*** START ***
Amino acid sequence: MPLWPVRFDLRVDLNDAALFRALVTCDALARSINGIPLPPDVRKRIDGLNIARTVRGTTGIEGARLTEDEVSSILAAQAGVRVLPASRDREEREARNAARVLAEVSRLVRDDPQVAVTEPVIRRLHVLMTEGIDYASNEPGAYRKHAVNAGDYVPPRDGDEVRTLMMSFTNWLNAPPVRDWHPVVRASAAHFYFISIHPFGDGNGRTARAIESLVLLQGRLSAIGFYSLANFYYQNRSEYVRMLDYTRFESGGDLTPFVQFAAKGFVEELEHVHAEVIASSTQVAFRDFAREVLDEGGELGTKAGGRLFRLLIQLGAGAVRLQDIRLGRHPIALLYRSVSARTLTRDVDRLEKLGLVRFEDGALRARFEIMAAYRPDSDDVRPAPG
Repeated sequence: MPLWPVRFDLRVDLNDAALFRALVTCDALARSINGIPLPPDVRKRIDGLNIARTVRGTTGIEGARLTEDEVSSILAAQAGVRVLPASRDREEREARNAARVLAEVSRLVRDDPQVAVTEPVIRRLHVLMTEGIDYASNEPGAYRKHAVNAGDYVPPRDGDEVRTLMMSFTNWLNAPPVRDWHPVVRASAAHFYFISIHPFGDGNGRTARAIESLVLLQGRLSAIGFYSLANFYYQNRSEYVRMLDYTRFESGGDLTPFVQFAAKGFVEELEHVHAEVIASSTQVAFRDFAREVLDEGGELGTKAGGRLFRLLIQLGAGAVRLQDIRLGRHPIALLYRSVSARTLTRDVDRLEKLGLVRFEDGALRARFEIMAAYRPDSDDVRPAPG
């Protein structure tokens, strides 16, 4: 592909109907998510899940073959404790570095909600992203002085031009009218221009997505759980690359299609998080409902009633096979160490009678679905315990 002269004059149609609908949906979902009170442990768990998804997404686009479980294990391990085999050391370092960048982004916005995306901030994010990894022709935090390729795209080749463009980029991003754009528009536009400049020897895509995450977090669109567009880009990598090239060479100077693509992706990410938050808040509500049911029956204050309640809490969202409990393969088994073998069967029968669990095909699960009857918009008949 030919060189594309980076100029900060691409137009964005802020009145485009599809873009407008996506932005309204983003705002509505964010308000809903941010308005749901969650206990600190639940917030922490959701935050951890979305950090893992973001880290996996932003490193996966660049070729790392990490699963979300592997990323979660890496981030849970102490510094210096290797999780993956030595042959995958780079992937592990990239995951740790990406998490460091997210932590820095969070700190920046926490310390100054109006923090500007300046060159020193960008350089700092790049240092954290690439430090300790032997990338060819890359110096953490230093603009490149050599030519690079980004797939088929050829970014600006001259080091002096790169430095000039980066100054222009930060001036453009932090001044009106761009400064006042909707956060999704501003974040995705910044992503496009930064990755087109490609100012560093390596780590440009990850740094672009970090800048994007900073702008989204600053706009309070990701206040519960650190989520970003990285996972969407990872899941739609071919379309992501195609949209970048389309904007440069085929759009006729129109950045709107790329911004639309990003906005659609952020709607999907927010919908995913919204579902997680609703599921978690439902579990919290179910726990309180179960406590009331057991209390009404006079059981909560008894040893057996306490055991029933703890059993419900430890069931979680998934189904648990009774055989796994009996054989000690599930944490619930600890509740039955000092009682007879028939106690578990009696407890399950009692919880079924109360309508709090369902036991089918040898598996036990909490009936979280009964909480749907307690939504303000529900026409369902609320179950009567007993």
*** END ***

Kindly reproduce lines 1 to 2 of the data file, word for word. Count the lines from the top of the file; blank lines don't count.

Amino acid sequence: MPLWPVRFDLRVDLNDAALFRALVTCDALARSINGIPLPPDVRKRIDGLNIARTVRGTTGIEGARLTEDEVSSILAAQAGVRVLPASRDREEREARNAARVLAEVSRLVRDDPQVAVTEPVIRRLHVLMTEGIDYASNEPGAYRKHAVNAGDYVPPRDGDEVRTLMMSFTNWLNAPPVRDWHPVVRASAAHFYFISIHPFGDGNGRTARAIESLVLLQGRLSAIGFYSLANFYYQNRSEYVRMLDYTRFESGGDLTPFVQFAAKGFVEELEHVHAEVIASSTQVAFRDFAREVLDEGGELGTKAGGRLFRLLIQLGAGAVRLQDIRLGRHPIALLYRSVSARTLTRDVDRLEKLGLVRFEDGALRARFEIMAAYRPDSDDVRPAPG
Repeated sequence: MPLWPVRFDLRVDLNDAALFRALVTCDALARSINGIPLPPDVRKRIDGLNIARTVRGTTGIEGARLTEDEVSSILAAQAGVRVLPASRDREEREARNAARVLAEVSRLVRDDPQVAVTEPVIRRLHVLMTEGIDYASNEPGAYRKHAVNAGDYVPPRDGDEVRTLMMSFTNWLNAPPVRDWHPVVRASAAHFYFISIHPFGDGNGRTARAIESLVLLQGRLSAIGFYSLANFYYQNRSEYVRMLDYTRFESGGDLTPFVQFAAKGFVEELEHVHAEVIASSTQVAFRDFAREVLDEGGELGTKAGGRLFRLLIQLGAGAVRLQDIRLGRHPIALLYRSVSARTLTRDVDRLEKLGLVRFEDGALRARFEIMAAYRPDSDDVRPAPG